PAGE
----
7 things to know: Healthcare in the 3rd Democratic debate

The three front-running Democratic candidates convened at St. Anselm College in Manchester, N.H., Saturday night for the third presidential primary debate.

Former Secretary of State Hillary Clinton, Vermont Senator Bernie Sanders and former Governor of Maryland Martin O'Malley took to the stage.

"Healthcare" was mentioned 25 times during the debate, compared with 29 mentions of "terrorism," 71 mentions of "ISIS" and 9 mentions of "ISIL," 20 mentions of "Trump" and 32 mentions of "economy," according to The Washington Post.

Here is what the top three Democrats had to say about healthcare.

1. Ms. Clinton first invoked the Affordable Care Act during her opening statement, in which she called upon voters to "prevent the Republicans from rolling back the progress that we've made." She added a Republican president "would repeal the Affordable Care Act, not improve it."

2. Moderator Martha Raddatz posed the first question about the ACA to Ms. Clinton. She said although 17 million previously uninsured Americans have gained coverage under the ACA, those who were already insured saw the cost of insurance rise 27 percent over the last five years and deductibles rise 67 percent. "What's broken in Obamacare that needs to be fixed right now? And what would you do to fix it?"

Ms. Clinton said she would build on the health reform law's success while tinkering with some of its "glitches." She cited several victories the ACA has brought about, including increased access to healthcare and preventing insurers from denying coverage to individuals with pre-existing conditions.

However, Ms. Clinton acknowledged out-of-pocket costs and prescription drug costs have "gone through the roof." She has proposed a $5,000 tax credit to help people cover those costs. Second, she said she wants Medicare to negotiate for lower drug prices. Third, she said, "I want us to be absolutely clear about making sure the insurance companies in the private employer policy arena as well as in the Affordable Care exchanges are properly regulated so that we are not being gamed."

3. Mr. Sanders agreed that the ACA marks an important step forward for the U.S. healthcare system, but he maintained his position on creating a single-payer health system, in which people would no longer pay premiums or deductibles but would instead have new taxes. However, he was not able to answer Ms. Raddatz's question about how much these taxes would cost.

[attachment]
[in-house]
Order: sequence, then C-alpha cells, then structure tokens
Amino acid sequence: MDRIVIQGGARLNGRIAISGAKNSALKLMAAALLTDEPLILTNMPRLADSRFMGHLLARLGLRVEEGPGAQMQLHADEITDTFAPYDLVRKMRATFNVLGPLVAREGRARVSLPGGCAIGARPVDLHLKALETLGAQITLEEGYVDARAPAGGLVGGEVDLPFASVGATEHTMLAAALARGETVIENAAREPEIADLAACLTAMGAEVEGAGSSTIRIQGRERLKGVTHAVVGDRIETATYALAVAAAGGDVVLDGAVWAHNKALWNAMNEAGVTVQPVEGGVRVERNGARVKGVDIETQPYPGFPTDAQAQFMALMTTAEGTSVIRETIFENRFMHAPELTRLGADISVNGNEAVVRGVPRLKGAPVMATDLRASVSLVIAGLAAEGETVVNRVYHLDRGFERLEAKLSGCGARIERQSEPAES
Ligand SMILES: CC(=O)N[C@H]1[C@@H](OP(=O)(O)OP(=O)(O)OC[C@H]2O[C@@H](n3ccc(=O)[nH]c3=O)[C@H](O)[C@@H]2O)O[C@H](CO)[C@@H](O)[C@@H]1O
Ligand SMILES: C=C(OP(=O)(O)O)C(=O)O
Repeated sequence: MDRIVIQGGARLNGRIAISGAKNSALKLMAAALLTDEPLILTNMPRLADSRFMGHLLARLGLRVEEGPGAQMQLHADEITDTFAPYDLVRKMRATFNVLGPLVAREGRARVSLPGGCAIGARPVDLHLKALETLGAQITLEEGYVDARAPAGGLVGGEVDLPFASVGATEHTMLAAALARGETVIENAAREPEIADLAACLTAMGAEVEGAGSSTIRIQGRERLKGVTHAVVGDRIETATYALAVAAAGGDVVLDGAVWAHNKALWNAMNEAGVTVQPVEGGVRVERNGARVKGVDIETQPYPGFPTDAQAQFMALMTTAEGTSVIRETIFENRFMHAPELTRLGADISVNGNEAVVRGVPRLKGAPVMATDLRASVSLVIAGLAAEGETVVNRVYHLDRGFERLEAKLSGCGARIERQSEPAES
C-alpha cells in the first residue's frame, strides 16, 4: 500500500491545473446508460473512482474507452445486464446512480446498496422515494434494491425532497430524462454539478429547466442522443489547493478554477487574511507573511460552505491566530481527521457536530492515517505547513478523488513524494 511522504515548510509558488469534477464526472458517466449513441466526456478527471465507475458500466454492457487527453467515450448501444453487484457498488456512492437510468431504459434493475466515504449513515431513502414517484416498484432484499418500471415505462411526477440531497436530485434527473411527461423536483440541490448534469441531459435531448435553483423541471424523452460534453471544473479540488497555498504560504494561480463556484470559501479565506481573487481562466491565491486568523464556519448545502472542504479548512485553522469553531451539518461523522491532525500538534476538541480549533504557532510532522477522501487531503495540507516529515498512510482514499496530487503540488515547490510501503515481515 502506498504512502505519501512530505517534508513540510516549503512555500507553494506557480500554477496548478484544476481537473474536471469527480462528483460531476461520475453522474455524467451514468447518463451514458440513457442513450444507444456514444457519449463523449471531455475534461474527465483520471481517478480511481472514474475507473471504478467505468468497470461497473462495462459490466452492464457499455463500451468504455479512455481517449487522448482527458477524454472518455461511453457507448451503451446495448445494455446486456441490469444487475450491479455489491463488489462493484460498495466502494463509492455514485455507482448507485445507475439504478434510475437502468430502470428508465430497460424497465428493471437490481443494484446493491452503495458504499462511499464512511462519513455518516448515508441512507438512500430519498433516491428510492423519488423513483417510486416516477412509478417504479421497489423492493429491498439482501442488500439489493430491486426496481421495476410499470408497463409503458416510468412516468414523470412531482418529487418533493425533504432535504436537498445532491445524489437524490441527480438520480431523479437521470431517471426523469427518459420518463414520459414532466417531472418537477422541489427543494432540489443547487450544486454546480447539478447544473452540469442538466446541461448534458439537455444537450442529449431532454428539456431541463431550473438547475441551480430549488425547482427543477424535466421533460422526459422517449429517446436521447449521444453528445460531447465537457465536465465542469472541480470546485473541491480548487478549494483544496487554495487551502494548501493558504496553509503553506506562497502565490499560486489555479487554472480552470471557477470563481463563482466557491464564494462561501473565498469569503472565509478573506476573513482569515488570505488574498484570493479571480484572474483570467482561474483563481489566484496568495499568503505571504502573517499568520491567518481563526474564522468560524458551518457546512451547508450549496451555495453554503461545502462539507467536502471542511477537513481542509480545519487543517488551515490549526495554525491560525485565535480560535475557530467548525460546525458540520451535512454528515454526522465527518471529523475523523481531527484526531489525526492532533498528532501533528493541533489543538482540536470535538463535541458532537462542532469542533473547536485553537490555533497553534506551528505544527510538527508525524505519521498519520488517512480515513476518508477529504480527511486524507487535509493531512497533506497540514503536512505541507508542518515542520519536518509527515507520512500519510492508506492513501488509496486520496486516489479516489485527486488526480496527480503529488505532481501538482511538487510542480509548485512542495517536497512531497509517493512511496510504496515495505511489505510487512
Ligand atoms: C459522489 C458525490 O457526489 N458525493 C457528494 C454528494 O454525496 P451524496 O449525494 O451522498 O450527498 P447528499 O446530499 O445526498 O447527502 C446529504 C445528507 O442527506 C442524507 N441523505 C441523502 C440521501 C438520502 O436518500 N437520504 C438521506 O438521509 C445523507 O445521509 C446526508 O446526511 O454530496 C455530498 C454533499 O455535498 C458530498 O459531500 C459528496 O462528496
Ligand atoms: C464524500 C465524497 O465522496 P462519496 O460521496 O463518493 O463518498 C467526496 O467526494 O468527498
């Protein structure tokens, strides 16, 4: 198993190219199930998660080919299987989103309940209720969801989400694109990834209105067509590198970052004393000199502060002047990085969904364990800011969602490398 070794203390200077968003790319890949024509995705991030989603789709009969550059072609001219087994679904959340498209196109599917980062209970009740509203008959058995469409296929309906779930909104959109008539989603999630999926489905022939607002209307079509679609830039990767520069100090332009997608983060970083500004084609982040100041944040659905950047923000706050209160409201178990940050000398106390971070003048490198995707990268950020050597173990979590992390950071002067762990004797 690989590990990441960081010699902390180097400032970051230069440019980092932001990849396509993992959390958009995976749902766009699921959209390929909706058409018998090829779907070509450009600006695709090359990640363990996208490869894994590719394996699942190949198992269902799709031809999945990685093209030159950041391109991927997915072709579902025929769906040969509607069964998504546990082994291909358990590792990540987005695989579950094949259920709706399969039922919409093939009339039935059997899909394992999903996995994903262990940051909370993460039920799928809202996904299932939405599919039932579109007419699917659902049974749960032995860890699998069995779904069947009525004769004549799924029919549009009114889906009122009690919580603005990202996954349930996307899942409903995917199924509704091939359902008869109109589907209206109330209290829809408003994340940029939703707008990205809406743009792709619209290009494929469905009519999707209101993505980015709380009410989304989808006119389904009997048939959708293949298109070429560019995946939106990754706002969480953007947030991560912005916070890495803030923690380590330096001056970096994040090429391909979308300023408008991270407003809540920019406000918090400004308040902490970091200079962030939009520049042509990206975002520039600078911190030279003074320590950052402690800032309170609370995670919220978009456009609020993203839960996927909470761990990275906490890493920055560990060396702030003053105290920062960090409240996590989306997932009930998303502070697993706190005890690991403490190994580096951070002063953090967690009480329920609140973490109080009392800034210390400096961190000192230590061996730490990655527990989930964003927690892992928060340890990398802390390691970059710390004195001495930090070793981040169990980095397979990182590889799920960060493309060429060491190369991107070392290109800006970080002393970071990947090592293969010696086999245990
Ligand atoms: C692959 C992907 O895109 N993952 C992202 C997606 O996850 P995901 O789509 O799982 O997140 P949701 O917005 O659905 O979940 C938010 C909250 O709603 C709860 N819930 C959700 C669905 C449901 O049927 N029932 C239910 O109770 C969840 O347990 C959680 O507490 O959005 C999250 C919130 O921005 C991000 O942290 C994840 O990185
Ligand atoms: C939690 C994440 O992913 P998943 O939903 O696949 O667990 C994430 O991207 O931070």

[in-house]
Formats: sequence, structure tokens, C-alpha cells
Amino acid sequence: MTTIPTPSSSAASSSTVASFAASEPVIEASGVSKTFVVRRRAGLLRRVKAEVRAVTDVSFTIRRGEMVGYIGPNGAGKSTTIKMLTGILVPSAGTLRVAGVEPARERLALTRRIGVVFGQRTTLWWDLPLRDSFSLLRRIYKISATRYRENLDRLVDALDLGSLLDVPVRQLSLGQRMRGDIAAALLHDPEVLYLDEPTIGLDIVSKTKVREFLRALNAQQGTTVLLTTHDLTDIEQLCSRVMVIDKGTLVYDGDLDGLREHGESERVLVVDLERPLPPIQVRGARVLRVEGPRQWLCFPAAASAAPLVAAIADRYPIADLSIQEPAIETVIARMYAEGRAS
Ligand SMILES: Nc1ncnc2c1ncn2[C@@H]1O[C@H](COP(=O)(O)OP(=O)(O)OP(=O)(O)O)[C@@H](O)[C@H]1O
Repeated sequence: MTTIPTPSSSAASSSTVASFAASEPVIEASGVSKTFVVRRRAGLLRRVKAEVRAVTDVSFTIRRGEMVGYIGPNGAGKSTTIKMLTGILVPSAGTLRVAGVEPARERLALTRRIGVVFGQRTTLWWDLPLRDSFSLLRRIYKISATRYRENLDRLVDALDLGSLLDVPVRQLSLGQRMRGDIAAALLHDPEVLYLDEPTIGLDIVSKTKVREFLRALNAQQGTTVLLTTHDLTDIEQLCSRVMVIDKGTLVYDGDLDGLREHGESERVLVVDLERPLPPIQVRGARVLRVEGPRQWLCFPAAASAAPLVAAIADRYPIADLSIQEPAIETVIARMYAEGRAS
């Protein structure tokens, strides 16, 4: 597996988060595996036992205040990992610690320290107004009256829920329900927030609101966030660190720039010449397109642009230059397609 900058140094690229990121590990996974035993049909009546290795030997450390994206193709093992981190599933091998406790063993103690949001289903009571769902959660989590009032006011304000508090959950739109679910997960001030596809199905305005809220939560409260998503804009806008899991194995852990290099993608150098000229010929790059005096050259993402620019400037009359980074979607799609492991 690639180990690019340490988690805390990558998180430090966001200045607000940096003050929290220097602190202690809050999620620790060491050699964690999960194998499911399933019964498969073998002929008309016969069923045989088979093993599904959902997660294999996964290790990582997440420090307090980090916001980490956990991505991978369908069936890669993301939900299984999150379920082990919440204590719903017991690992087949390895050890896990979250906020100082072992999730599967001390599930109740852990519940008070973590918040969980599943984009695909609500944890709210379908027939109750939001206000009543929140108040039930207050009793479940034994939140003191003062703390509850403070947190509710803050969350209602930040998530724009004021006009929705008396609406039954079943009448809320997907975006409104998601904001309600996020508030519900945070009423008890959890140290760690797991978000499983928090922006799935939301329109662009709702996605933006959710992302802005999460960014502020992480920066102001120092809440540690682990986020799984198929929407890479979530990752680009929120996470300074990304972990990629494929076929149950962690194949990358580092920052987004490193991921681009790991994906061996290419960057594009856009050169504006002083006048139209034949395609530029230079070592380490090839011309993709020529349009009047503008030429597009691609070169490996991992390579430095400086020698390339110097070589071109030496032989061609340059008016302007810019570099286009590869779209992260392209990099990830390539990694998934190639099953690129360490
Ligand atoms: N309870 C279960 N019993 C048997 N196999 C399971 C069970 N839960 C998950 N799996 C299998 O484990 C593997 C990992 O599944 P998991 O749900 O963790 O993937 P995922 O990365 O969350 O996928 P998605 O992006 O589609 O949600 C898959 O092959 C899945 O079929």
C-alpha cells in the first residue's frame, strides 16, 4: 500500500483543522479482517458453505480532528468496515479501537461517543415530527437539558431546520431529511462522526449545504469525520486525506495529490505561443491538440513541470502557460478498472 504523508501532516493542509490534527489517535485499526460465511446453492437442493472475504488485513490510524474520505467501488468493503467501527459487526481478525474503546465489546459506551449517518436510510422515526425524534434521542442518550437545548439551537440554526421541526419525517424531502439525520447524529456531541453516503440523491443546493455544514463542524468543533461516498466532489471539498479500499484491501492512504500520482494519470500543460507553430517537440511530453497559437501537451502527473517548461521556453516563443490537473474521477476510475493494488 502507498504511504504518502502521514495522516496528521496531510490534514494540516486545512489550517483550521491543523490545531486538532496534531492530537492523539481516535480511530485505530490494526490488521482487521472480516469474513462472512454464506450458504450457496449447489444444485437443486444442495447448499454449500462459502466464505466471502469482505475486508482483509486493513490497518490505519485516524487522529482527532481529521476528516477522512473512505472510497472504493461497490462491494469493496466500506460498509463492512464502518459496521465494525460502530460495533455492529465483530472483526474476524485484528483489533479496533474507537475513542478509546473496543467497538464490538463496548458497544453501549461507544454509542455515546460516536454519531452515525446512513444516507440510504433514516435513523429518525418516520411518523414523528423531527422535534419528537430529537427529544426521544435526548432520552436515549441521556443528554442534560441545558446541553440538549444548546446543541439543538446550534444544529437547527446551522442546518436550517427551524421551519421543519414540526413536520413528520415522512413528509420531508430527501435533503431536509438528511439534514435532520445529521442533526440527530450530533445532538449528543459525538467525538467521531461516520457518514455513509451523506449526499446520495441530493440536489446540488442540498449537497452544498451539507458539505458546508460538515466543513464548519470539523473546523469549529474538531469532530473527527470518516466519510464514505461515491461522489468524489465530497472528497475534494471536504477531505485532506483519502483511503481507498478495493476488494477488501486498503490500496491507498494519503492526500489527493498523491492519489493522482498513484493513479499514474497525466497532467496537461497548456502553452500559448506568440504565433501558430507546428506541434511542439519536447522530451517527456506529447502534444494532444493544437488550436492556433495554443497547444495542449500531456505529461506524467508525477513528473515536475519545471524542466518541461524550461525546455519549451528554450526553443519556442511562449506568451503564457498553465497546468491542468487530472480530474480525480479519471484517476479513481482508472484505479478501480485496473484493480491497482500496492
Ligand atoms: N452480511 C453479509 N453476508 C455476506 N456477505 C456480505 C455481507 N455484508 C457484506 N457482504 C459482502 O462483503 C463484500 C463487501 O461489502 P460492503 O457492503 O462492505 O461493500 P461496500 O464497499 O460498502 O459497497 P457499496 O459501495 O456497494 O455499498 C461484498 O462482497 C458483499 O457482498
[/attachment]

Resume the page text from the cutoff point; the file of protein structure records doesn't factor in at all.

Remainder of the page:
"Why is it that we are — why is it that we spend almost three times per capita as to what they spend in the U.K., 50 percent more than what they pay in France, countries that guarantee healthcare to all of their people and in many cases, have better healthcare outcomes. Bottom line," said Mr. Sanders.

He added the drug and insurance companies are "bribing the United States Congress," and the country needs to ratify a Medicare-for-all single payer system. Doing so would lower the cost of healthcare for middle-class families by thousands of dollars per year, he said.

4. Moderator David Muir said New Hampshire has been the hardest hit state by the heroin epidemic, and the state is on track this year to have twice as many heroin overdose deaths than it did in 2013. To address this crisis, Mr. Sanders outlined two central plans of action.

"Well, for a start, this may seem like a radical idea, but I think we have got to tell the medical profession and doctors who are prescribing opiates and the pharmaceutical industry that they have got to start getting their act together. We cannot have this huge number of opiates out there throughout this country, where young people are taking them, getting hooked and then going to heroin," said Mr. Sanders. He also said as part of a healthcare-for-all program, there is a need to understand addiction as a disease, "not a criminal activity."

5. In her five-point plan to combat addiction, Ms. Clinton agreed with Mr. Sanders about the need to rein in opioid prescriptions. She also wants the federal government to offer $10 billion over 10 years to work with the states on the issue, as well as every law enforcement worker to carry Naloxone, a medication used to reverse the effects of opioids in instances of overdose. Increasing the number of addiction programs and facilities and changing the way law enforcement approaches heroin use are other components of a solution, Ms. Clinton said.

6. Mr. O'Malley agreed about the need to stop over-prescribing. He added, "We have to invest in the local partnerships, and the best place to intervene, the best indicator of when a person is actually on the verge of killing themselves because of an addiction, is at the hospital. That very first time they show up with a near miss, we should be intervening there."

7. Ms. Clinton came out on top of the debate, according to The Washington Post. She demonstrated superior knowledge on foreign policy in the Middle East than her two contenders, as well as a natural ability to play to local interests. She even injected some humor into her remarks, making a Star Wars reference in her closing comments: "Thank you, good night and may the force be with you."


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